Emotionally and it's not even close. I’ve had audiobooks reach me on a level where I had to pull over to get my head on right.   

What book might people be surprised to find on your bookshelf?  anne of green gables book cover

I absolutely love the Anne of Green Gables series by L.M. Montgomery. Anne Shirley is a magnificent character and her spirit for life, her imagination, and her resiliency are an inspiration.    

What kind of reader were you as a child? Which childhood books and authors stick with you the most?  

Insatiable reader. My dad likes to tell the story of when I was a kid, I used to check out large stacks of books and the librarian used to be in disbelief that I could read as many titles as I did. Finally, the librarians relented, and I guess that’s how I managed to get an adult library card at a very young age …to help the circulation desk.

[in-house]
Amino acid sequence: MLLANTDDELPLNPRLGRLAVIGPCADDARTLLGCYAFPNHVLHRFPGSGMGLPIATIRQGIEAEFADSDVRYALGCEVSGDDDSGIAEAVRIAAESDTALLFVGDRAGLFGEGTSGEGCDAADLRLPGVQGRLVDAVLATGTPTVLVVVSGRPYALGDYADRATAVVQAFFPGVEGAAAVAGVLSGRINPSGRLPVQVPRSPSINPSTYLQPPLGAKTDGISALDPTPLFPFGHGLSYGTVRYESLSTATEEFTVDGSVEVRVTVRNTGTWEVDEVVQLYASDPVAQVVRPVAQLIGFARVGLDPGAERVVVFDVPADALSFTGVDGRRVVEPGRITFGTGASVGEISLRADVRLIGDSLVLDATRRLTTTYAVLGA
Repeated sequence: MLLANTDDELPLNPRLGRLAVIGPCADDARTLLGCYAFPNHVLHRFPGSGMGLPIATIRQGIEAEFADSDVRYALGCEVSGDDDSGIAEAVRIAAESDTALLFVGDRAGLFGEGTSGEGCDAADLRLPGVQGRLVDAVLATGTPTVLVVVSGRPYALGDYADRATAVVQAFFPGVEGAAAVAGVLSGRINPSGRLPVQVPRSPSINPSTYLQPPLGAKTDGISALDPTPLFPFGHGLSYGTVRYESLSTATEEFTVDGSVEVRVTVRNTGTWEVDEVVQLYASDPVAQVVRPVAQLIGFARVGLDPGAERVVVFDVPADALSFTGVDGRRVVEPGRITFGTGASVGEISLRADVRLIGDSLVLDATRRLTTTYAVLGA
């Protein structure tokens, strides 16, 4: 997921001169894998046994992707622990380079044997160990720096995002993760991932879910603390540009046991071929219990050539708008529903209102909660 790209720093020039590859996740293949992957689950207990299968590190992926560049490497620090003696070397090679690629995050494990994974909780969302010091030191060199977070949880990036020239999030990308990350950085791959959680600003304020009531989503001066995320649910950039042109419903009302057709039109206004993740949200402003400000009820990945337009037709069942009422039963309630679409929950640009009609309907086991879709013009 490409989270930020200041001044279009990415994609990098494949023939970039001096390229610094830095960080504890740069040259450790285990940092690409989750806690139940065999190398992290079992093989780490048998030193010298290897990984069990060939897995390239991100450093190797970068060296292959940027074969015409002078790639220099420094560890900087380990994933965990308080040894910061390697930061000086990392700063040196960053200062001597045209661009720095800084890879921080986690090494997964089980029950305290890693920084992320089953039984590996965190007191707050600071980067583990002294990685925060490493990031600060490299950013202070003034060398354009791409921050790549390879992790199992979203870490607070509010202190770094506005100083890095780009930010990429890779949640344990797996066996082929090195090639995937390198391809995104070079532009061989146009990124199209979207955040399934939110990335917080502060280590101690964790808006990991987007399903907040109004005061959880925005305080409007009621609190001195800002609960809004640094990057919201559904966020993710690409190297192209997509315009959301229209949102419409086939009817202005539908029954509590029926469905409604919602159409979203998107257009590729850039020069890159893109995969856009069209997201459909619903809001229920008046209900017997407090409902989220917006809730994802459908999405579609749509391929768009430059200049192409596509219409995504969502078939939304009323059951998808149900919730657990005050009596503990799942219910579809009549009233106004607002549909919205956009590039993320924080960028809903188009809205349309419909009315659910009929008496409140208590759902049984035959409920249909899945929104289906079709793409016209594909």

What do you plan to read next?  

After reading Daryl Woodruff’s Falcon Bookshelf post, I hope to add the Hebert’s Dune series to my reading list. However, I do have to finish up the Penderwick series. As far as leadership books, Dean Fay Lee recommended the books of Adam Grant, so I have those earmarked for my next reading. Sure would love to read The Winds of Winter and A Dream of Spring by George R.R. Martin, but alas we wait.    

one and only ivan book coverWhat book would you most like to see turned into a movie or TV series that hasn’t already been adapted?